Short Version: we went to our prenatal refresher class at the hospital.

So. Anyway. Let's refresh the page on that old sleep debate.

We went to our prenatal refresher class this week. Last time we didn't take the hospital class, instead choosing a privately-run series geared towards expats living in Singapore. We chose this course for two reasons: the content was created specifically to bridge a few gaps for people used to other hospital systems and western cultural practices, and also we could actually get to the classes without having to rearrange our entire lives or spend a fortune on taxis.

This time we took a hospital class. We mainly wanted to tour the hospital, and hear what they had to say under the heading "coping strategies for dealing with siblings". I was a little disappointed in their coverage of the latter, but there were a few good suggestions as well as some references for further reading, and in any case I am less worried about that subject nowadays. The hospital tour was very worthwhile. I was comforted to note that their foetal monitors are much harder to tip onto the floor in an amazing cacophony which causes staff everywhere to leap around in fright than the one we used last time. Also, they served great biscuits.

I was amused by their talk on pain relief. Granted, the last class was a full series with much more time to discuss details at length, but last time we learnt about a range of techniques for managing pain, from breathing and massage, to TENS machines, to prescription drugs. This time, just the prescription drugs. "You have three options: gas, pethidine, epidural." Uhuh. Because I remember doing a lot of things last time, and none of them involved pethidine or epidurals, and I only used the gas mask to beat against the side of the bed and throw across the room* - which wasn't a mode of use they even suggested. Perhaps a quick-list of other options wouldn't have been overloading things. In any case, that doesn't worry me at all, because I can always bone up on my breathing techniques elsewhere, and I am not sure I'll bother hiring a TENS machine again anyway.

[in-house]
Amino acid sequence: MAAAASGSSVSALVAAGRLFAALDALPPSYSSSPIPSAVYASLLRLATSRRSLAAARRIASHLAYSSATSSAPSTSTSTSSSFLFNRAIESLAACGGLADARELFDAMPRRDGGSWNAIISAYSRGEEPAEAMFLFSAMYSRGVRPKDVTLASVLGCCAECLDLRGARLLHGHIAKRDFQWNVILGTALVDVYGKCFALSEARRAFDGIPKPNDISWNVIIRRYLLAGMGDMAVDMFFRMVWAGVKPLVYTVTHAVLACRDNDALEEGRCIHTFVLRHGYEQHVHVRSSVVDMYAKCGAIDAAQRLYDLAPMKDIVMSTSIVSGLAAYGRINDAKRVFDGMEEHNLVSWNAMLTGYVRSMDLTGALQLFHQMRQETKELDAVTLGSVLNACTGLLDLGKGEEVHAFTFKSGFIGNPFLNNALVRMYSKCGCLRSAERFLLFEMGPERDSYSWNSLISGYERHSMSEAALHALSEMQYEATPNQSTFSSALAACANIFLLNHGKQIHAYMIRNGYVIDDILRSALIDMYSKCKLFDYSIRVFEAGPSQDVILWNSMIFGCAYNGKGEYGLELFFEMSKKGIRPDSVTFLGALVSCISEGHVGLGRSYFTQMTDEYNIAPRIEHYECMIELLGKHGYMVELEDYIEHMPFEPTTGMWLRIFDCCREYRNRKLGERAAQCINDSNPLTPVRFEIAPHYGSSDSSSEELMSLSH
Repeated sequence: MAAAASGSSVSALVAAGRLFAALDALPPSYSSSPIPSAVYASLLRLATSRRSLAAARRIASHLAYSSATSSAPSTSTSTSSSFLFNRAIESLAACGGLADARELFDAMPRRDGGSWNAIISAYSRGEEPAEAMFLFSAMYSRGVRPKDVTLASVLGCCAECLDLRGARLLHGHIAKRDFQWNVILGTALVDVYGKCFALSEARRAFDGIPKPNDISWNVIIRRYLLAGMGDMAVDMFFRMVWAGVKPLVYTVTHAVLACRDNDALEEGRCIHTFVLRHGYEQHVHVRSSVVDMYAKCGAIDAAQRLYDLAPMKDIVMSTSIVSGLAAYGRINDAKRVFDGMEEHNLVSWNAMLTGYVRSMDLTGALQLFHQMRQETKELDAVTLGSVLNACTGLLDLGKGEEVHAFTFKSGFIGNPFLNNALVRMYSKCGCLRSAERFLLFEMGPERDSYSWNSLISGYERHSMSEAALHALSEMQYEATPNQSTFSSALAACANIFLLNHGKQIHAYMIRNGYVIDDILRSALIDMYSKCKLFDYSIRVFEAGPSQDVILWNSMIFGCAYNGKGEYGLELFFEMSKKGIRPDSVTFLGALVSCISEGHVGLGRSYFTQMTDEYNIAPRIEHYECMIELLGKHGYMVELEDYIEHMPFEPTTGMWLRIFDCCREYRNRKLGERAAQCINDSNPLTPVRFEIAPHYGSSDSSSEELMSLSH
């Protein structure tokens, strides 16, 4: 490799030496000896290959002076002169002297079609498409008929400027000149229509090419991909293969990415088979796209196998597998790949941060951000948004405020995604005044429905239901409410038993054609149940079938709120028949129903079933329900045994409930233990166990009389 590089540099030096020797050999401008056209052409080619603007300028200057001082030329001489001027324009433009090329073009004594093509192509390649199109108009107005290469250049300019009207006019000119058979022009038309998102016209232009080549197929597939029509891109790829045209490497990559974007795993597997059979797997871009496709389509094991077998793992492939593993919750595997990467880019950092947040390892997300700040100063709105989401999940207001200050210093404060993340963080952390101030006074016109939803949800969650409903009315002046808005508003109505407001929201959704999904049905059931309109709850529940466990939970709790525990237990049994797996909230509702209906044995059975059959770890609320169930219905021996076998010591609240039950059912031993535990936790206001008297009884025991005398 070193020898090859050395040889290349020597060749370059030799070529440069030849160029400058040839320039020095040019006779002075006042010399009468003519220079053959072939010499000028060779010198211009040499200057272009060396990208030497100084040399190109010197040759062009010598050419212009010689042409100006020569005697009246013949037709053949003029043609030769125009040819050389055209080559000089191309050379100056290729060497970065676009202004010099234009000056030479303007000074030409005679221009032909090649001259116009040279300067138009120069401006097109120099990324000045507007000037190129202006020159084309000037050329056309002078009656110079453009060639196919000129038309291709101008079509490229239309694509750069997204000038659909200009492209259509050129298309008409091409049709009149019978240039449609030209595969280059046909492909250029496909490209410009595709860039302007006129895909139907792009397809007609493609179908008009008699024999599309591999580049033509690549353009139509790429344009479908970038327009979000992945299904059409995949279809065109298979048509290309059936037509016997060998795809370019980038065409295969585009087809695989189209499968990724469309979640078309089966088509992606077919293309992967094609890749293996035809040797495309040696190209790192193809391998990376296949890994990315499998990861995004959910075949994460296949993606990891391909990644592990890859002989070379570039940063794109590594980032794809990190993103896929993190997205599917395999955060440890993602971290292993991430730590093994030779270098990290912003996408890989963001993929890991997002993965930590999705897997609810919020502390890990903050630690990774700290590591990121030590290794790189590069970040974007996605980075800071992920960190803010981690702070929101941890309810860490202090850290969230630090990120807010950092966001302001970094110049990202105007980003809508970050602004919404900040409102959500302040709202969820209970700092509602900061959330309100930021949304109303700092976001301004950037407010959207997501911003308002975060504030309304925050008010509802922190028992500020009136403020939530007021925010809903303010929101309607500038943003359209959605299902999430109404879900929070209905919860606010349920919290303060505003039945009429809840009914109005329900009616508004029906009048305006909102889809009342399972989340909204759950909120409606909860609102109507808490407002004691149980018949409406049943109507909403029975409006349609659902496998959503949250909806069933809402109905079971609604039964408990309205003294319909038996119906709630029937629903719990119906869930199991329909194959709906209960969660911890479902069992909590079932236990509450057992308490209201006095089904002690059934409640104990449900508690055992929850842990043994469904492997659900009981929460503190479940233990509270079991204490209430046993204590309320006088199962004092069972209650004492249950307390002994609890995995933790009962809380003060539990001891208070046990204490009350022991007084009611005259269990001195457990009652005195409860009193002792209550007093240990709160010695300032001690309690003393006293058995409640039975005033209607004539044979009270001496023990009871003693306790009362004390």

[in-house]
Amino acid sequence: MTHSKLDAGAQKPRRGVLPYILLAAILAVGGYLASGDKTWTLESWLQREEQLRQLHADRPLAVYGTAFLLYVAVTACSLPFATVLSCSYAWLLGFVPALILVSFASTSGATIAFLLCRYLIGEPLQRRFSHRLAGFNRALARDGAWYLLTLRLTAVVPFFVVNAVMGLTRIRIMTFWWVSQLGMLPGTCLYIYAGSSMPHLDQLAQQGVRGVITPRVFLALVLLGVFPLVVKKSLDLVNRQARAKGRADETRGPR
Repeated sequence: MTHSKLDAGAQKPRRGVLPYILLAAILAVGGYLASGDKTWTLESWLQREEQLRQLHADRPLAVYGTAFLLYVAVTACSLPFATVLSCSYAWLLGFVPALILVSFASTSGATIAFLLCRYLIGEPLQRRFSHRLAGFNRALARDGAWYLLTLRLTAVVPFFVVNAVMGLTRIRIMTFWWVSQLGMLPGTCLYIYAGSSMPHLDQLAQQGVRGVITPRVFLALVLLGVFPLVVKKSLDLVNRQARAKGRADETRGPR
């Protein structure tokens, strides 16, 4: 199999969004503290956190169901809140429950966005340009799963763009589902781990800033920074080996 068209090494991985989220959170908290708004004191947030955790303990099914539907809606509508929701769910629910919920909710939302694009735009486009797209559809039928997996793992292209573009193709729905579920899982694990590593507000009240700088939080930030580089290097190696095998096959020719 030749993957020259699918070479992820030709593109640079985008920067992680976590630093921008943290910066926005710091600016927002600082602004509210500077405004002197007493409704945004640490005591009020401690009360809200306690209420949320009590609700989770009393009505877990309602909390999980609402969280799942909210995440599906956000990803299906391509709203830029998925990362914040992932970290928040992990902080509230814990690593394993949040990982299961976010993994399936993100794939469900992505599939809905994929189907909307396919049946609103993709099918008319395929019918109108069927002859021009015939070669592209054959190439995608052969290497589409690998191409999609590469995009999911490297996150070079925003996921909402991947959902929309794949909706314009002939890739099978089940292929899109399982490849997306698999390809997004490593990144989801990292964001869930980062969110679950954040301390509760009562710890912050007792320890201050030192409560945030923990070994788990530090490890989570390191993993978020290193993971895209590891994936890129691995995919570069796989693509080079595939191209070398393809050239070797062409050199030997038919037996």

What stuck out for me - apart from the quality of the biscuits** - was the bit where everyone introduced themselves and told us a bit about their family. There were eight or ten couples, and all of us had a single toddler at home, in the two-to-three-year age bracket. After all that, after everything that's happened... how did we get to look so normal? Sometimes it's as if someone took our infertile lives and hit "refresh".

*I tried it over my face and couldn't stand the sensation. It was interesting to learn that they have dispensed with the mask at this hospital because apparently I am not alone. You can now get your gas on a T-piece, which means I might actually be tempted to breathe some in this time, who knows.

**Tim Tams. Mmmmmmm. I played the pregnant card heavily on those ones.


Rachel Inbar said...

I loved the gas, wasn't sure I wanted to give it up after the baby was born either ;-) I also did the epidural thing a few times. In the labors where I went without, I did feel the recovery was faster, but probably just because I was able to get up and walk around very shortly after the birth.

I'm glad you feel someone's hit 'refresh' and you seem so normal. You still take that infertile-empathy with you and I know that for me, it's significant.

Portia P said...

Catching up with your last few posts.

I took a lot of gas second time around - the only pain relief I was allowed as it all went so fast. Preferred the epidural by a long chalk.

I too feel very strange to suddenly be part of the 'normal' fertile world - although i obviously got here via more treatment. I've managed to reproduce ahead of some of my more fertile friends and become part of a large local crowd with 2 'under 2'.

It's a very weird feeling but i'm still infertile at heart and connect with those in the same boat.

Betty M said...

Catching up too!

My hospital had the pain relief of the gods in my view - diamorphine. I remember it fondly. Gas just made me ill.

Once infertile always infertile I think. I still feel like one feven with 3 kids and 6 pregnancies under my belt.

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